What is the most efficient wall assembly for new construction? I'm having trouble talking my contractor into 2x6, OSB, and house wrap.

Asked by Laura Sainz
Sacramento, CA

The contractor has particular issues with the rain screen concept and how to deal with the window installation given the increased depth.


Elizabeth DiSalvo

Answered by Elizabeth DiSalvo

Ridgefield , CT

Trillium Architects

September 19, 2011

Hi! I have been designing high efficiency wall assemblies for 12 years, in the North East primarily, though I just finished a house in San Diego.

Your climate

The most efficient wall assembly depends on your climate really.

  • We are in Climate Zone 5 - which is a heating zone.
  • Your exact zone may depend on your exact location in Sacremento (I just looked it up and it seems that your zone does vary) but for the most part you are likely in a fairly moderate zone.

That said, what you are proposing: 2x6 walls with OSB and then a rainscreen is a good wall for a moderate climate.

  • It will keep you warmer when you need it and cooler when you need it. It is not overkill.
  • If you were in LA I would say use a 2x4 wall.

But in general if you are in a climate in which you are somewhat concerned about either heating or cooling, building a 2x6 wall and filling it with insulation will always help you use less fuel to do either. In our climate I use that wall and then I wrap the whole thing in 2 inches of rigid polyiso insulation board. In our climate that is a good answer. In yours it may be overkill.

A rain screen will make your siding last much longer

The rain screen is ALWAYS a good idea. Yes, it is a bit more money and labor but it makes whatever siding you put on your house last much much longer.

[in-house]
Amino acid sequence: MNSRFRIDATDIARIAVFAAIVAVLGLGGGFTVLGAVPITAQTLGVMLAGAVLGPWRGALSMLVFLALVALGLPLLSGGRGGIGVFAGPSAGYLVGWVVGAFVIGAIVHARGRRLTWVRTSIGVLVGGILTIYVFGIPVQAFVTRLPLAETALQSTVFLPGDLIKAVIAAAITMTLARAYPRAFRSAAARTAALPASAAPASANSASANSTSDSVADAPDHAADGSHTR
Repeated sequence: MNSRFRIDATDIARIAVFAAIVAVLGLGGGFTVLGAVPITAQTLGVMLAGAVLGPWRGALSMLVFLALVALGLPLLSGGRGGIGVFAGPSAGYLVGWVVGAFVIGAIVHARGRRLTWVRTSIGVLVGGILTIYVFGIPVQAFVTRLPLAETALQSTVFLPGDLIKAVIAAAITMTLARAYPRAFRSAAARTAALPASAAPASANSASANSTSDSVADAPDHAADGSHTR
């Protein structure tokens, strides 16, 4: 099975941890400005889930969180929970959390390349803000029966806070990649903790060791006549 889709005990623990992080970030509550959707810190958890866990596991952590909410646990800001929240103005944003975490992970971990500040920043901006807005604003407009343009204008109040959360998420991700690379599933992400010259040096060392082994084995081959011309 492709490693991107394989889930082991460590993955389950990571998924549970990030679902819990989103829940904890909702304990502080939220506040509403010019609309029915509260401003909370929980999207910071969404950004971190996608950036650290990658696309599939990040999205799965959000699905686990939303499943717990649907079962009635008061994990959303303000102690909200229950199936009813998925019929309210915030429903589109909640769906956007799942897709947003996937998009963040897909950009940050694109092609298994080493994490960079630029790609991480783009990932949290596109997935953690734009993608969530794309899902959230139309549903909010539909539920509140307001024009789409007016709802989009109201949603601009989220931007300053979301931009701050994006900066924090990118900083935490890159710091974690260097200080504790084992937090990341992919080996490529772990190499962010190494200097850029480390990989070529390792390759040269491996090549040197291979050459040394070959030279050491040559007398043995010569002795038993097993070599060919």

• And if you are using wood siding - or even a composite siding your paint job will go many years longer than it would without a rain screen.
  • Also make sure your OSB is coated or covered with a moisture barrier. Tape the seams of your OSB if you can.
  • If you can create a good air and moisture protection layer at the back of the rain screen you will make the wall itself last a lot longer and function in an even more energy efficient way.

Get a new contractor?

The above is a pretty simplistic answer to what can be a really complicated question. But I think the big answer is 'get a new contractor!'

  • The biggest obstacle to a high efficiency house is often the guy who is building it.
  • Window in a deep wall? Every single house we do has that issue. The easiest way is to justify the windows to the outside of the wall and build a box around the window inside. It creates a great plant shelf or place to put your coffee cup!
  • We also put the windows in the middle or interior of the wall. Also fine but you have to be meticulous about moisture control.

Many contractors are close friends of mine. I truly value my smart, curious, creative and open minded contractor friends. If you have a contractor who is none of the above then maybe look for one who is happy to help you achieve what you are looking for.

It is said that mid-wall is most efficient but more dangerous to build because of the water leak potential. But really it is not that hard if you simply justify the windows to the outer wall. Oh! And wait you are only building a 2x6 wall? They have jamb extensions for that. It is a normal thing in the window world. How does the saying go? 'If you aren't helping then you are part of the problem'...

I know for a fact that there are plenty of green builders in Sacramento who would not blink an eye at a rain screen nor a well insulated wall. They will refine what I said and suit it exactly to your climactic condition.

Ok- Best of luck!

(And please remember: this is just a primer ~ there are books written about the most efficient wall assemblies....)


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